Home / STEM  / Merging Literacy and Science Methods: A New Database Helps Pre-Service Teachers

Two girls discussing the books they are reading.

Photo by Christina S. Murrey

Because of the foundational importance of literacy to education, teachers are increasingly expected to integrate reading across various subjects, including science. But choosing appropriate texts can be a challenge for teachers, who may not be well-versed in how to critically evaluate them.

Headshot of Dr. Petrosino

Anthony Petrosino

Associate Professor Anthony Petrosino of the College of Education at The University of Texas at Austin’s STEM Education program and doctoral student Sarah Jenevien have developed a solution that addresses this challenge.

The two collaborated with the college’s Office of Instructional Innovation to develop an online Children’s Science Book Database, where pre-service elementary teachers post reviews of science-related children’s books. The database was created in 2014 and has become part of pre-service teachers’ coursework within their science methods class.

“The review template encourages pre-service teachers to engage critically with the texts in terms of their scientific content, fostering scientific process skills and identifying potential stereotyping or gender bias,” says Petrosino.

Pre-service teachers are asked research-based questions. They must critically assess the literature for processes, content, readability, engagement, and interest. Their reviews provide basic information, such as a summary of the book and the maximum and minimum grade levels it would be appropriate for.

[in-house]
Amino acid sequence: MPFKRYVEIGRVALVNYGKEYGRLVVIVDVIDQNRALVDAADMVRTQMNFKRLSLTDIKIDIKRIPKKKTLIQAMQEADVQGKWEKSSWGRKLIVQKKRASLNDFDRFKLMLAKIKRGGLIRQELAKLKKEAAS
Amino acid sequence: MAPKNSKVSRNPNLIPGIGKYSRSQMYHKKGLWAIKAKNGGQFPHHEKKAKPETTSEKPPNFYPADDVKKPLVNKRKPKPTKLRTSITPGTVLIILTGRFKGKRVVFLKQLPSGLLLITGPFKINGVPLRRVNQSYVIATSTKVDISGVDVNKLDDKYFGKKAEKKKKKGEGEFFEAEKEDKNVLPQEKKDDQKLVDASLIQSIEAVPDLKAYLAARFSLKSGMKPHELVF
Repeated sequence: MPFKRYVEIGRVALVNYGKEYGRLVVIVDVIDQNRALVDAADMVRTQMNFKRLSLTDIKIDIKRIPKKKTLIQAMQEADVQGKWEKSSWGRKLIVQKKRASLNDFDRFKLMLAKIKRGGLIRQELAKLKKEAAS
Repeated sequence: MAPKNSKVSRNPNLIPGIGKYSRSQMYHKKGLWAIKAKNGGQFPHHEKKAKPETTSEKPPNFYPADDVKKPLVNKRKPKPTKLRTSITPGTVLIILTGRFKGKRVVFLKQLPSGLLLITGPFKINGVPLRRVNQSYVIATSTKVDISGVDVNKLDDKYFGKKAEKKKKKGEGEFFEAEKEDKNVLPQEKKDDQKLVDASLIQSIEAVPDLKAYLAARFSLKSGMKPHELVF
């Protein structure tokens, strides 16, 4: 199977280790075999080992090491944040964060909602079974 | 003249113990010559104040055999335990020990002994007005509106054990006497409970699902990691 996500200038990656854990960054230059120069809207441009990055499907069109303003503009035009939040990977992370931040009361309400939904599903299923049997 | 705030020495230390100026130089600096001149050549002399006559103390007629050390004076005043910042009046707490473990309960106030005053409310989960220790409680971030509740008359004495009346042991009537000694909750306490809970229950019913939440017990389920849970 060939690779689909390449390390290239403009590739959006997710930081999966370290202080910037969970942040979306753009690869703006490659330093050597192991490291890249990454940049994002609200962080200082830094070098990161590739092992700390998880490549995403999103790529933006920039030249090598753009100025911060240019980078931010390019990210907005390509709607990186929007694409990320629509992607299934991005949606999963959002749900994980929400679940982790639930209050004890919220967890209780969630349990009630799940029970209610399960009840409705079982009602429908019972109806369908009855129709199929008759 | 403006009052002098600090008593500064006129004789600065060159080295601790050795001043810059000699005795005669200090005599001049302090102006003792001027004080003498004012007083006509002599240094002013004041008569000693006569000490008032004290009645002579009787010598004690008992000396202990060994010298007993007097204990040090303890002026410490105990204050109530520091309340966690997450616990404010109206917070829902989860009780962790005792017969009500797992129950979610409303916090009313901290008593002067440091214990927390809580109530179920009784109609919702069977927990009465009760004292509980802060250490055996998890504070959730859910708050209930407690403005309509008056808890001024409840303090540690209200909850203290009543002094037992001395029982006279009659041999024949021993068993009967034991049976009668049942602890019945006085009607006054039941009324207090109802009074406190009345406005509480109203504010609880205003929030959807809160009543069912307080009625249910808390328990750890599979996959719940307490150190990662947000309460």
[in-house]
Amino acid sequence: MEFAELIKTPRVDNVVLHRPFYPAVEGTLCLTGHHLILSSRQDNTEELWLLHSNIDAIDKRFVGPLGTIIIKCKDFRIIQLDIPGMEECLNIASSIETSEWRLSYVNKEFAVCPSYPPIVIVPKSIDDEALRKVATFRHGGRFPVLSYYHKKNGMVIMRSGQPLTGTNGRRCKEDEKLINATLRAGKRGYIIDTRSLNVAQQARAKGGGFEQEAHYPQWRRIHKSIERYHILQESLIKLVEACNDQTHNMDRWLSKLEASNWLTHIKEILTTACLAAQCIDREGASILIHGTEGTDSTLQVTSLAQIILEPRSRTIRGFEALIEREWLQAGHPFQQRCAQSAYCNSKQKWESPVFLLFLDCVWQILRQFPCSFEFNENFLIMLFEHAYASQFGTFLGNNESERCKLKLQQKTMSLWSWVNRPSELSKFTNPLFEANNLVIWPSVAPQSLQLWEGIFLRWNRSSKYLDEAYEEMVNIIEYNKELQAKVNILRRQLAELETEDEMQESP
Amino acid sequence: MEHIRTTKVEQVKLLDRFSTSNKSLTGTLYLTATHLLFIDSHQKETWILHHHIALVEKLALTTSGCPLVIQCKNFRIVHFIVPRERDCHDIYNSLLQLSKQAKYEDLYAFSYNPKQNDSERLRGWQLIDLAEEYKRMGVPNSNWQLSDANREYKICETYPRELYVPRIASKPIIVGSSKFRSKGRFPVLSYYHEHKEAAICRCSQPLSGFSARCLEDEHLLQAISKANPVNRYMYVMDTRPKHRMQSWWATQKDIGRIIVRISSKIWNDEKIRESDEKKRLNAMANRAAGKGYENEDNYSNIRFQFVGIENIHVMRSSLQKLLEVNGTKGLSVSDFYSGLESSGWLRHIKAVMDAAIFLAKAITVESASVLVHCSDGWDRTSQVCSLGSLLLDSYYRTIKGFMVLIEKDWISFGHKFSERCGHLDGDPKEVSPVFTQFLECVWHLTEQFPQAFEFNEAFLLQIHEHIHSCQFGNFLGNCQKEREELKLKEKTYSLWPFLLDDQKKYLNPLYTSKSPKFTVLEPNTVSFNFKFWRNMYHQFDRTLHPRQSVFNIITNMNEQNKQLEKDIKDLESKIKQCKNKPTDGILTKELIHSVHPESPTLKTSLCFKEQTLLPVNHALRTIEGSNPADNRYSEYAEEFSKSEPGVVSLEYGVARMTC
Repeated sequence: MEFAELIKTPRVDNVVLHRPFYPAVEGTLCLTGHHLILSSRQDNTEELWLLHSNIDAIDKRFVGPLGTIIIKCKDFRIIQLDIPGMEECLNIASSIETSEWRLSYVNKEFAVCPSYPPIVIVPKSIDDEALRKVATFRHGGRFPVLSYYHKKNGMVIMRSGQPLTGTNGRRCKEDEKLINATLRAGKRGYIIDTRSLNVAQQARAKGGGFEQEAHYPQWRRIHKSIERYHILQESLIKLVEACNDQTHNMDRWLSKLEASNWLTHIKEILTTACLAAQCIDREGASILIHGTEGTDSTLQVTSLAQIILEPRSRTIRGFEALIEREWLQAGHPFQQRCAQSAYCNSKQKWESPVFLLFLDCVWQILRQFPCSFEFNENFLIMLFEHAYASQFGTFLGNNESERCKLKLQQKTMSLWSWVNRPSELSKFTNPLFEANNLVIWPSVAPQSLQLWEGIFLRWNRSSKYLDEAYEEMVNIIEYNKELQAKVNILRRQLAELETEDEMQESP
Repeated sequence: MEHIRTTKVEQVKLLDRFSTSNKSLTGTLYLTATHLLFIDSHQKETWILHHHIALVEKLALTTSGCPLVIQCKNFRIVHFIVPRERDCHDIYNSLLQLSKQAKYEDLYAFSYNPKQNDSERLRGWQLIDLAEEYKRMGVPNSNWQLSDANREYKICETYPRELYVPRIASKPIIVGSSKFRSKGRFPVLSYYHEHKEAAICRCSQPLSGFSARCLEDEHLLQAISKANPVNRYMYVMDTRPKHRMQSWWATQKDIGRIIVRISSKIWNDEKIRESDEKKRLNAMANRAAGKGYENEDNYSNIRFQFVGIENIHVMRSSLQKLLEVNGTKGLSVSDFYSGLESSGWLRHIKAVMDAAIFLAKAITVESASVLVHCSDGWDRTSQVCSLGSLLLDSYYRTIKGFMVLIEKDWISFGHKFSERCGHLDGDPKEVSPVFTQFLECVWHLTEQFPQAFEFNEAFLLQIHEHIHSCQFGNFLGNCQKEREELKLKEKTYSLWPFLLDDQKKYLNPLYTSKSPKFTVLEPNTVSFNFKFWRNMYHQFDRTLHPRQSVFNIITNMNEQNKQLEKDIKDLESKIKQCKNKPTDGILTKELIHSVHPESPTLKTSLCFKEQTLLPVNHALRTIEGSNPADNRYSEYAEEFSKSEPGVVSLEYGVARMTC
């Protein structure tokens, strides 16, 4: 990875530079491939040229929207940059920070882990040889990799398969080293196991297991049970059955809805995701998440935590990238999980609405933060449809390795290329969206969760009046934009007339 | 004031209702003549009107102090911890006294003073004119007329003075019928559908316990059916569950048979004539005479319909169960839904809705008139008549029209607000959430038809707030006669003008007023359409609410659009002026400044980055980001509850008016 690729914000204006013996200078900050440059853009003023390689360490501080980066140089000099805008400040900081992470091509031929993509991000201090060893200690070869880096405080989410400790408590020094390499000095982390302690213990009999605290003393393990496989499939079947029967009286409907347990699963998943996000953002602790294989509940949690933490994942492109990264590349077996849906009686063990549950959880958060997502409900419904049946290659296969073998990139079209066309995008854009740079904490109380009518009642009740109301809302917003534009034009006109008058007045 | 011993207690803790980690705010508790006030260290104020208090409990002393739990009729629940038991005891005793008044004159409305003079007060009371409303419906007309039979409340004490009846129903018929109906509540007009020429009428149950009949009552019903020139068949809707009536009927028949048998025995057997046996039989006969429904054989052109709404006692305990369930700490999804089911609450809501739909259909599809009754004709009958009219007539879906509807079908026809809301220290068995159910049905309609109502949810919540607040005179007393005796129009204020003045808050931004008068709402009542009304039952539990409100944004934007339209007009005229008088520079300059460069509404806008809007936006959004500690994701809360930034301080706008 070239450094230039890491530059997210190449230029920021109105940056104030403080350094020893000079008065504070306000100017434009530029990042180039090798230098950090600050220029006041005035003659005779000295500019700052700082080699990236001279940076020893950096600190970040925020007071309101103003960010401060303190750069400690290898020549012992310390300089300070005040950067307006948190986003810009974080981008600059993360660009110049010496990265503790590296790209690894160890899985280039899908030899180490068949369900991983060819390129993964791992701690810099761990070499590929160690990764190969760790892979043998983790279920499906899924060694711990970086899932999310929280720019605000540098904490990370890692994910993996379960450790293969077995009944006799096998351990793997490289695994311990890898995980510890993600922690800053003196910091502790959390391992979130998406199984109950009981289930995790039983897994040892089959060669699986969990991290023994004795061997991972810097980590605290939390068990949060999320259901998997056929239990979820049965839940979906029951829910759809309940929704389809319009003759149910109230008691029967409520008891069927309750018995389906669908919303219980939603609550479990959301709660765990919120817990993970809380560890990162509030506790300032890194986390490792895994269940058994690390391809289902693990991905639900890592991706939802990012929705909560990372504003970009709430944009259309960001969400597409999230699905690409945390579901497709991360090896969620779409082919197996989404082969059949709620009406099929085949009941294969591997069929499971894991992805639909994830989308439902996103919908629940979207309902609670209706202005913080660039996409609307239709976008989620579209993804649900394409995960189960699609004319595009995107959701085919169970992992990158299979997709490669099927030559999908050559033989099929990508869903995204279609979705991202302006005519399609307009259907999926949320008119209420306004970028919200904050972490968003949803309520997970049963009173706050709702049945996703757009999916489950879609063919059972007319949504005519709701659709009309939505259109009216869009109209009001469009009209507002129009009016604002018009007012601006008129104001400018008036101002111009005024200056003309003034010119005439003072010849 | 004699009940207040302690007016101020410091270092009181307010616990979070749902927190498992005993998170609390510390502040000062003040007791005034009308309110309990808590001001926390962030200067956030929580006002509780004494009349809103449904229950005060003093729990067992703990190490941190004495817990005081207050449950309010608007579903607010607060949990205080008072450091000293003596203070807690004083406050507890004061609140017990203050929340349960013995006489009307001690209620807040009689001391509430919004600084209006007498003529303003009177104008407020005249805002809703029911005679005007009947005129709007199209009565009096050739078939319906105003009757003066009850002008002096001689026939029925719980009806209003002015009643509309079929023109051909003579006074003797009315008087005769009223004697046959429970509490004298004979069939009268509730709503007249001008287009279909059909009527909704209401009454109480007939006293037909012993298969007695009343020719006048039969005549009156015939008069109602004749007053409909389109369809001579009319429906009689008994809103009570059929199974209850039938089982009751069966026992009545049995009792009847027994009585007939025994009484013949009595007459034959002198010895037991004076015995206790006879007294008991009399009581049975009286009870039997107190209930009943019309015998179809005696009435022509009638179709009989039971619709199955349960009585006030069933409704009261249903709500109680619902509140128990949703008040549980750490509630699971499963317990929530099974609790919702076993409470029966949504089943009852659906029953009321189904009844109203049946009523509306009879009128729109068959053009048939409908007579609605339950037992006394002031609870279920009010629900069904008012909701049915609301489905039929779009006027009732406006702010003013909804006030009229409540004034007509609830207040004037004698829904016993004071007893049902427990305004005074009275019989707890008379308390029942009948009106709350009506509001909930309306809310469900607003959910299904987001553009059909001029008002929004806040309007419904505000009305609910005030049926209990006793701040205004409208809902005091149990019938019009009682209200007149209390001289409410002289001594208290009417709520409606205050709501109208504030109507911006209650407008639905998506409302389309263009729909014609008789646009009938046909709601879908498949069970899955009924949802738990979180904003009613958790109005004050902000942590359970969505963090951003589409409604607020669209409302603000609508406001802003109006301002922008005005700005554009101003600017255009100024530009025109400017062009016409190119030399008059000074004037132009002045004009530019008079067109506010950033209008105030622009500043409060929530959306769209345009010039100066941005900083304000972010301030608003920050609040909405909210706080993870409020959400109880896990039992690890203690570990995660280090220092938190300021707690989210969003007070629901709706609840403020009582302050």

For example, one student wrote of the book Volcanoes, “The book could be considered slightly gender-biased because only images of male geologists are included. However, considering the publishing date, it’s most likely that only men were given credit for the science discoveries at the time.”

Currently, over 130 children’s books have been reviewed for the database, including titles such as Pluto’s Secret, A Butterfly is Patient, What Makes Day and Night? and Cloudy with a Chance of Meatballs, which one reviewer noted has many positive aspects, but is not based on sound scientific principles, “as it is impossible for food to fly down from the sky three times a day.”

“By searching the database, pre-service teachers can easily find books that match their grade level and subject area, which decreases the difficulties associated with integrated lesson planning and increases the likelihood that they will use children’s books during their field teaching experiences,” says Petrosino. “This work helps teachers become critical consumers of children’s literature.”

The database is available for educators and the public to view reviews.

 

 

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